How Fear Fuels Support for Assad in Syria

A view of Homs, Syria, with a picture of President Bashar al-Assad in the foreground.

A view of Homs, Syria, with a picture of President Bashar al-Assad in the foreground.

November 2, 2016

Five and a half years after the Syrian war began, President Bashar al-Assad sat down for a rare interview with several international journalists this week to defend his government’s actions in the conflict.

During the course of the conflict, Assad’s forces have been accused of war crimes — bombarding civilians with barrel bombs, using chemical weapons like chlorine and sarin gas, imprisoning and torturing thousands, using siege and starvation tactics, and targeting hospitals and rescue workers. But the president brushed off the allegations, telling Dexter Filkins of The New Yorker, “There’s nothing personal about it — I am just a headline.” He added, “The headline is ‘The bad president, the bad guy, is killing the good guys. They are freedom fighters.’ And so on.”

Assad asked the journalists how he could still have support if the allegations against him were correct about him killing his own people. “After five years and a half, who supported me? How can I be a president and my people don’t support me?”

To a large extent, that support is focused within Syria’s minority Alawite community. Almost three quarters of Syria’s population follows the Sunni branch of Islam, while the Alawites a Shia sect — make up 10 to 12 percent of the population. Assad, an Alawite, took power in 2000 after the death of his father, who ruled Syria for 30 years. Today, many Alawites have come to view the Syrian war as an existential struggle, fearing Assad’s defeat could lead to their population being wiped out. Many echo Assad’s view of the war as a struggle between the government and foreign-backed terrorists.

In the summer of 2015, FRONTLINE correspondent Martin Smith traveled to the government-held provinces of Tartus and Latakia in the Alawite heartland of Syria. In the below scene from the documentary Inside Assad’s Syria, a pro-Assad militia leader named Munzer Nasr explained that the reason he supports the regime is because the rebel groups fighting Assad are all the same as ISIS. As he told Smith:

“In the beginning, [rebels] would join the Free Syrian Army. And then it developed into Islamist groups, to [Syria’s Al Qaeda affiliate Jabhat al-] Nusra and to finally ISIS. They will all become ISIS. All of them … I have a beautiful wife and three beautiful daughters, and I need to protect them because these scum of the earth have started selling the women from minority groups.”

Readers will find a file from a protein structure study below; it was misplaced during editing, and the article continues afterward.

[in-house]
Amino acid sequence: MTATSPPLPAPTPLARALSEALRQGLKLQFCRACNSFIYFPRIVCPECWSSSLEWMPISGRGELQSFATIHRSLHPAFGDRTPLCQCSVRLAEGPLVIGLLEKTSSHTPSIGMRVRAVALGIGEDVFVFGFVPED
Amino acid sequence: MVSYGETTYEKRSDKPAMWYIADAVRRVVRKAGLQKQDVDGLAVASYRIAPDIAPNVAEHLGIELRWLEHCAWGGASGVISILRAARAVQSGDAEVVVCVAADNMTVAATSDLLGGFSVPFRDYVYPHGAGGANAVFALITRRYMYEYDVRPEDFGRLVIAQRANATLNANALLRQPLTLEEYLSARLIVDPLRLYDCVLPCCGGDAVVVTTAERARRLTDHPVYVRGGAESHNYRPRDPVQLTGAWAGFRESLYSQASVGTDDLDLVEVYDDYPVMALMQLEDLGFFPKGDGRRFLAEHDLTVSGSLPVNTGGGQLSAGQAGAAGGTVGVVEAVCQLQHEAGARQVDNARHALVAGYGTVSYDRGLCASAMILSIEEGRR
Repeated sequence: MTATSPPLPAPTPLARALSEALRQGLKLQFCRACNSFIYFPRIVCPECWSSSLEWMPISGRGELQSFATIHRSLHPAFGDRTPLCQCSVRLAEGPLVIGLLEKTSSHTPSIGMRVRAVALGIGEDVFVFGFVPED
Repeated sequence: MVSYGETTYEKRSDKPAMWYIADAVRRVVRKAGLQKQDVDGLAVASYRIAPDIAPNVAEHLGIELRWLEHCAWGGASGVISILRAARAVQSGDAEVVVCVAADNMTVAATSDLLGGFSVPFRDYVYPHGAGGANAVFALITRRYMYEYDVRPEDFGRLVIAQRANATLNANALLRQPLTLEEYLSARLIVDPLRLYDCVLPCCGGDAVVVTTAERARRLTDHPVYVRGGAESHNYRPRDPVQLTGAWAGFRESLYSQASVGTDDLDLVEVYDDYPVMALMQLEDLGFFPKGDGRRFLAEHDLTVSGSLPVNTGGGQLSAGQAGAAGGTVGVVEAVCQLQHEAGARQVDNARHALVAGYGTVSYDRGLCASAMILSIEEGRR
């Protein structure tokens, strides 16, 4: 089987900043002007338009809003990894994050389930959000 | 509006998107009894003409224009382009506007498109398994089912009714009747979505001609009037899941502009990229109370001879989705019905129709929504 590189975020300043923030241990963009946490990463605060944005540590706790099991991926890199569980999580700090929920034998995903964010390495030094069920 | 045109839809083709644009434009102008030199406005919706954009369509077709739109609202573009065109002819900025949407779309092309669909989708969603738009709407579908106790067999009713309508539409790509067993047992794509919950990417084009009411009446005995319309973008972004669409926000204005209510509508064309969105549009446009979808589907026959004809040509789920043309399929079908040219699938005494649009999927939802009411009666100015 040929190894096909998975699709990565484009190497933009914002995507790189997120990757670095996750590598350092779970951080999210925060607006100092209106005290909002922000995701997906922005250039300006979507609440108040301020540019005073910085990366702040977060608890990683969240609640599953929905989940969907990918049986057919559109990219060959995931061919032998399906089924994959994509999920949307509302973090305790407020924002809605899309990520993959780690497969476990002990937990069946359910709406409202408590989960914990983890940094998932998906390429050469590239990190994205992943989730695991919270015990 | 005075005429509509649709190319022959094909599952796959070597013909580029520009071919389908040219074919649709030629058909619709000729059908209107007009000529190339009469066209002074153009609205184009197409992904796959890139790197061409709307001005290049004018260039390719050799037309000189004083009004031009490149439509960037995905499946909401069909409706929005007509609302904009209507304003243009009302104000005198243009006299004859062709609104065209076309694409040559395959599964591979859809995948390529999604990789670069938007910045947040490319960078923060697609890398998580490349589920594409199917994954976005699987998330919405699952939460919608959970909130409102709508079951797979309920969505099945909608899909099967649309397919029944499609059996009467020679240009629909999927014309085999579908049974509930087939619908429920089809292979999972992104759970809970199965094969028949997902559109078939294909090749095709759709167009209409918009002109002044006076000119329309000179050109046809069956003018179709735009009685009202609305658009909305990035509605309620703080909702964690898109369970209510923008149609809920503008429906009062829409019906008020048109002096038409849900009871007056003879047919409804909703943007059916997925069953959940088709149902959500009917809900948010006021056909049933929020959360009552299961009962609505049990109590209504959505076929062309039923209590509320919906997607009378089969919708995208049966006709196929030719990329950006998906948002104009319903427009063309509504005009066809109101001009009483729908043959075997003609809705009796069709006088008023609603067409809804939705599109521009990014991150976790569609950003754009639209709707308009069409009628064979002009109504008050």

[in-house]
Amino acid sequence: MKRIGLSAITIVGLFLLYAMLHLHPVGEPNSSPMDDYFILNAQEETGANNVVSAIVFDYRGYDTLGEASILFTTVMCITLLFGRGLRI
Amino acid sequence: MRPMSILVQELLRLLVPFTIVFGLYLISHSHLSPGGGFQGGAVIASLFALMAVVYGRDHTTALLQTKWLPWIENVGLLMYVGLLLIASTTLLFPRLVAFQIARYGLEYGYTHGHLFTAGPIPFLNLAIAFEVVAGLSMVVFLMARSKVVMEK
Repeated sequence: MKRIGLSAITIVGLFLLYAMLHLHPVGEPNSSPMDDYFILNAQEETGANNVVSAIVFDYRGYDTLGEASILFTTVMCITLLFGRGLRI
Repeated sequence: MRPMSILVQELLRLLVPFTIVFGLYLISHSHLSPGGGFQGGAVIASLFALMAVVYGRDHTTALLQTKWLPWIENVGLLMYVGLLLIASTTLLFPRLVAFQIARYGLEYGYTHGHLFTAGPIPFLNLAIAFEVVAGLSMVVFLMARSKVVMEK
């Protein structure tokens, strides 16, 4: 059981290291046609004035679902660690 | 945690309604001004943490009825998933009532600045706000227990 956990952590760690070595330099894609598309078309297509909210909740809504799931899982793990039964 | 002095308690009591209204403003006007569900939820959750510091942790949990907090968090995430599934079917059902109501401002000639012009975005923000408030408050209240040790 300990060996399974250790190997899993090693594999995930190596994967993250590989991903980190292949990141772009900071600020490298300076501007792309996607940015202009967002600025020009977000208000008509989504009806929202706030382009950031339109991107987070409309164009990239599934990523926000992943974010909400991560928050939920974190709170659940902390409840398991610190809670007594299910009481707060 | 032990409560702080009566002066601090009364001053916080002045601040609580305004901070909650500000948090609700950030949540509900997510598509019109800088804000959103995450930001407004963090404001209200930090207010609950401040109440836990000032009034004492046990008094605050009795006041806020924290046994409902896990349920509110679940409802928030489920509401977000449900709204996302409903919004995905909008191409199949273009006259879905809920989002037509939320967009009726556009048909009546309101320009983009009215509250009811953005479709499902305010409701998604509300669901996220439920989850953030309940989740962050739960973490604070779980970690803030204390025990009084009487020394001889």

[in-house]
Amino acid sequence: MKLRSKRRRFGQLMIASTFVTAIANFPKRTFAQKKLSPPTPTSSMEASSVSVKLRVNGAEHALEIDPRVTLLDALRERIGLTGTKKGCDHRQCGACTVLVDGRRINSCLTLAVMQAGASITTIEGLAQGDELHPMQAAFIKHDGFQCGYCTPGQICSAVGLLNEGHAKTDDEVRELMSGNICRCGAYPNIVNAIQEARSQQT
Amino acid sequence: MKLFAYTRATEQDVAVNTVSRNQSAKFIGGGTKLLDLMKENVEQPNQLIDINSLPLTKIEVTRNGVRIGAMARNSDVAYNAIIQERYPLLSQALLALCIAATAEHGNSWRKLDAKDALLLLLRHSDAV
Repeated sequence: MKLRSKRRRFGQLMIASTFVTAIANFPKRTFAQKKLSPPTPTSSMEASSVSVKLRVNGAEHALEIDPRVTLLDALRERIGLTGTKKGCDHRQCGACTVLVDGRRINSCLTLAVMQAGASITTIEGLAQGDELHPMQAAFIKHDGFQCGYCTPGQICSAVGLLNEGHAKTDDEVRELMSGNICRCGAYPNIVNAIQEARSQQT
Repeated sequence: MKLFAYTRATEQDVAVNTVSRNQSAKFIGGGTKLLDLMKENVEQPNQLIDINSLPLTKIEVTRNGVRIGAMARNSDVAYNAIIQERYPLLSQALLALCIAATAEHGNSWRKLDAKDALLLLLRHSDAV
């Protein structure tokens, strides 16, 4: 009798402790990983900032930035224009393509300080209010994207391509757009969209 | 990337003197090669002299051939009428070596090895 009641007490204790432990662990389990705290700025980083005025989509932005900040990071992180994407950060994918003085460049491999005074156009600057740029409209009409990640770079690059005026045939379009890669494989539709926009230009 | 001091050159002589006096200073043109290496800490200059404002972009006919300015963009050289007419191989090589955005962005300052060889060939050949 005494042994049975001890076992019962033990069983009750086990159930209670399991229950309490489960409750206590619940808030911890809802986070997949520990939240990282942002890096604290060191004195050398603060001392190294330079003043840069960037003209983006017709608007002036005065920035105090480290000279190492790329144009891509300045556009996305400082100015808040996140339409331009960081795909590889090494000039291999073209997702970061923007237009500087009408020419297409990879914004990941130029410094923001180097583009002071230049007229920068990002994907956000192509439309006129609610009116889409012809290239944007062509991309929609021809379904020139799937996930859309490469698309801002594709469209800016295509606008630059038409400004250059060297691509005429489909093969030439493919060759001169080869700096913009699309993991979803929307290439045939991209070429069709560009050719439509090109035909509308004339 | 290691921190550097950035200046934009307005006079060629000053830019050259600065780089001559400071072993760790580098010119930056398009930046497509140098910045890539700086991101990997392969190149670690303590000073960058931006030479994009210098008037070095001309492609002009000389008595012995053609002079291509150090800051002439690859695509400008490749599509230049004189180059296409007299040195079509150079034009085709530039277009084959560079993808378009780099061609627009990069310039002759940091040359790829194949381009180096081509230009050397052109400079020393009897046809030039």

Assad’s forces have made gains in recent months, in large part by relying heavily on the military support of Iran, Russia’s air force and the Lebanese militia Hezbollah. He acknowledged this week that some of those who support his government may do so not out of political affinity but fear of a worse alternative. “They learned the value of the state,” Assad was quoted by Anne Barnard of The New York Times. “That’s what brought them towards us, not because they changed their mind politically.”

While filming Inside Assad’s Syria, Smith met a group of political activists, some of whom had spent time in Assad’s prisons, but who were nonetheless trying to search for a political solution to the war. Their position, Smith noted, is a tricky one — they oppose Assad, yet the regime uses them anyway as a token opposition to give the president cover.

“We have no alternative rather than to talk with each other,” Anas Joudeh told Smith last year. Joudeh had joined the protest movement in 2011 calling for Assad to step down, but by the time he met Smith, he was wary of rapid change.

“It’s not … because we love the regime,” he said. “It’s because we don’t want the collapse of the state. People are coming here [to] the areas controlled by the state or by the regime because they want the institutions of the state, because they need security — the minimum of security, the minimum of stability.”

He continued, “We have witnessed what happened in Iraq and what happened in Libya and what happened in many countries where this law’s main institution will collapse.”

Priyanka Boghani

Priyanka Boghani, Deputy Digital Editor, FRONTLINE



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